CLC Testimony and Comments
Nearly 20,000 of the children on Medicaid in DC likely have a mental health disorder that can be identified and requires treatment, but in FY 2017, only about 12,000, or about 12%, of publicly insured children received mental health services. In general, despite some progress over the past several years, gaps in the system of care still leave families, teachers, social workers, probation officers, lawyers and judges scrambling to meet the mental health needs of at-risk children in the District.
One of the best ways to improve access to mental health care is to provide services where children are. Counseling services in school or at the school building can make a huge difference for the children who need them. In addition, prevention services and lower level services provided in the school can help children from escalating and needing high level and acute services. Children's Law Center Policy Director Sharra Greer testifies about school based mental health during the DBH oversight hearing today.
Approximately 99,000 children and youth under 21 years of age are enrolled in the District’s Medicaid program.2 A properly functioning Medicaid system is not only vital for ensuring the physical and mental health of DC’s children, but it is also the backbone of our early intervention and child welfare systems -- providing the services that ensure children reach developmental milestones, aid their academic achievement and reduce their stay in foster care. DHCF has consistently been a well performing agency. This year continues that trend, although there have been a few challenges.
Children's Law Center Policy Analyst Michael Villafranca focuses his testimony on the Safe Schools Certification Program and challenges under the Language Access Act. He shares that despite the efforts of OHR to train and oversee compliance with the Language Access Act of 2004, many CLC client families who are limited English proficient or non-English proficient continue to have difficulty accessing services at multiple government agencies.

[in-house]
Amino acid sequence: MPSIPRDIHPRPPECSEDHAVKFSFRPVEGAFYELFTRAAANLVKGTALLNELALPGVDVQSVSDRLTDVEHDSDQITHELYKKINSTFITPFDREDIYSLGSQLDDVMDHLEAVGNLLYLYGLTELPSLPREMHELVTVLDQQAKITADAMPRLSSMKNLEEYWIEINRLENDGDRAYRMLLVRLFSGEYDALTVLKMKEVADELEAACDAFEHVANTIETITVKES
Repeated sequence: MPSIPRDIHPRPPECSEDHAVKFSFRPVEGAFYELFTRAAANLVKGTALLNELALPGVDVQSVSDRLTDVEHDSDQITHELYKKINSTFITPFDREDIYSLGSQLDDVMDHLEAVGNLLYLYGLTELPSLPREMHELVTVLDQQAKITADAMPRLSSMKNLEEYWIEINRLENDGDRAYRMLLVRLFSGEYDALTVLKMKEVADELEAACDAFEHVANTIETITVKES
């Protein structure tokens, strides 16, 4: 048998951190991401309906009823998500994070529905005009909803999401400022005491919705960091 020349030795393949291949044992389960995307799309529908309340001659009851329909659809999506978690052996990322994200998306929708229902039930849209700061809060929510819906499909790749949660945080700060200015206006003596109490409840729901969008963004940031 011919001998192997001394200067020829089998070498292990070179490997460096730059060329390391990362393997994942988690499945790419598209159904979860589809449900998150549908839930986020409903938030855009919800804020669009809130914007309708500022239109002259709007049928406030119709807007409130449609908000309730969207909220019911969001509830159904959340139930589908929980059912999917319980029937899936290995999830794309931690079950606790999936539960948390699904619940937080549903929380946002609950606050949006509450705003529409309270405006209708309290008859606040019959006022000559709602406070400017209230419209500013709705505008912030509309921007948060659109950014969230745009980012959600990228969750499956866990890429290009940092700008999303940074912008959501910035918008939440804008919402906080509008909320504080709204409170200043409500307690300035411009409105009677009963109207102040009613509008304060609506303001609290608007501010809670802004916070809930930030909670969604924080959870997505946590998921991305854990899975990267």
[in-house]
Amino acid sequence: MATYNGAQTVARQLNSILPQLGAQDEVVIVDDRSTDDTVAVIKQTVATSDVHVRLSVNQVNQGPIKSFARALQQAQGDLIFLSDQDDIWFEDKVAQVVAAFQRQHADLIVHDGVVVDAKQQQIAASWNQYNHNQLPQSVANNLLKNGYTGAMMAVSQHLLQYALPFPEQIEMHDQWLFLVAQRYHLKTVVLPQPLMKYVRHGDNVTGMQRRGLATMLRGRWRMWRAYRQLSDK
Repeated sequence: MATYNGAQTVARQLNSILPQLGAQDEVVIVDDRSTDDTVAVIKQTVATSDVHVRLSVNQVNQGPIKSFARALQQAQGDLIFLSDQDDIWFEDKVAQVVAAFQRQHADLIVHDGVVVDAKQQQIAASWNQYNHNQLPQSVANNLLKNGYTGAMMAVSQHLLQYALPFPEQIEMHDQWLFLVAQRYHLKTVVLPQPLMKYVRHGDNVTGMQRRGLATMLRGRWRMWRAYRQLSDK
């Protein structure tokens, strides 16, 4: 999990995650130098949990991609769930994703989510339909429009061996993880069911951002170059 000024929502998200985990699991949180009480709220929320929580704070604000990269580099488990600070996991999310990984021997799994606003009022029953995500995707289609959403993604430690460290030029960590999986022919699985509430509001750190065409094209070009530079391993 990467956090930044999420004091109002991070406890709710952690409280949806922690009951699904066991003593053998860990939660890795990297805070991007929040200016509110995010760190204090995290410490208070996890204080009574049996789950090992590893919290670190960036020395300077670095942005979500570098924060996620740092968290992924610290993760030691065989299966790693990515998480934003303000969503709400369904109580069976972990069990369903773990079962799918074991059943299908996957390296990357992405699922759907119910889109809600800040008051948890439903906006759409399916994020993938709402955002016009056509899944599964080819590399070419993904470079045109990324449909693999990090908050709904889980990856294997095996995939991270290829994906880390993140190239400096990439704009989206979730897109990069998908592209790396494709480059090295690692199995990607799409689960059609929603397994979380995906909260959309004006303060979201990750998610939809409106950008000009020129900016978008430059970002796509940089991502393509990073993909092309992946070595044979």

CLC Policy Director Sharra Greer testifies about DC Public Schools, saying the focus has moved away from students and schools. She asks the Council, the Mayor and her team, and the city to regain focus.
The District’s Child and Family Services Agency (CFSA) is responsible for the welfare of children who often have complex trauma histories and have been failed by many other systems. Children's Law Center Executive Director Judith Sandalow testifies about CFSA's achievements and how the agency can continue improving.
The challenge of addressing bullying is more complicated than just having policies that are compliant with the law. At Children's Law Center, we know from research that one of the best ways to prevent bullying is to address school climate issues, which is why we continue to be engaged with the program’s school climate improvement work. Michael Villafranca testifies.
In her testimony, Children's Law Center attorney Renee Murphy focuses on the additional steps that the most vulnerable and marginalized students need the District, and PCSB as part of District education leadership, to take to reform special education, better assist English learners and their families, target funding to at risk students, and improve student engagement in school.
Children's Law Center attorney Renee Murphy focuses her testimony on two areas where the District needs the Deputy Mayor to focus her leadership to create and drive long-term planning and improvement across LEAs and agencies: special education and early intervention for children with disabilities and school engagement.
Children's Law Center attorney Anne Cunningham testifies about Home Visiting and the Build Health Challenge Grant—which has enabled Children’s Law Center, Children’s National Health System, and DOH to partner toward improving asthma in Southeast DC.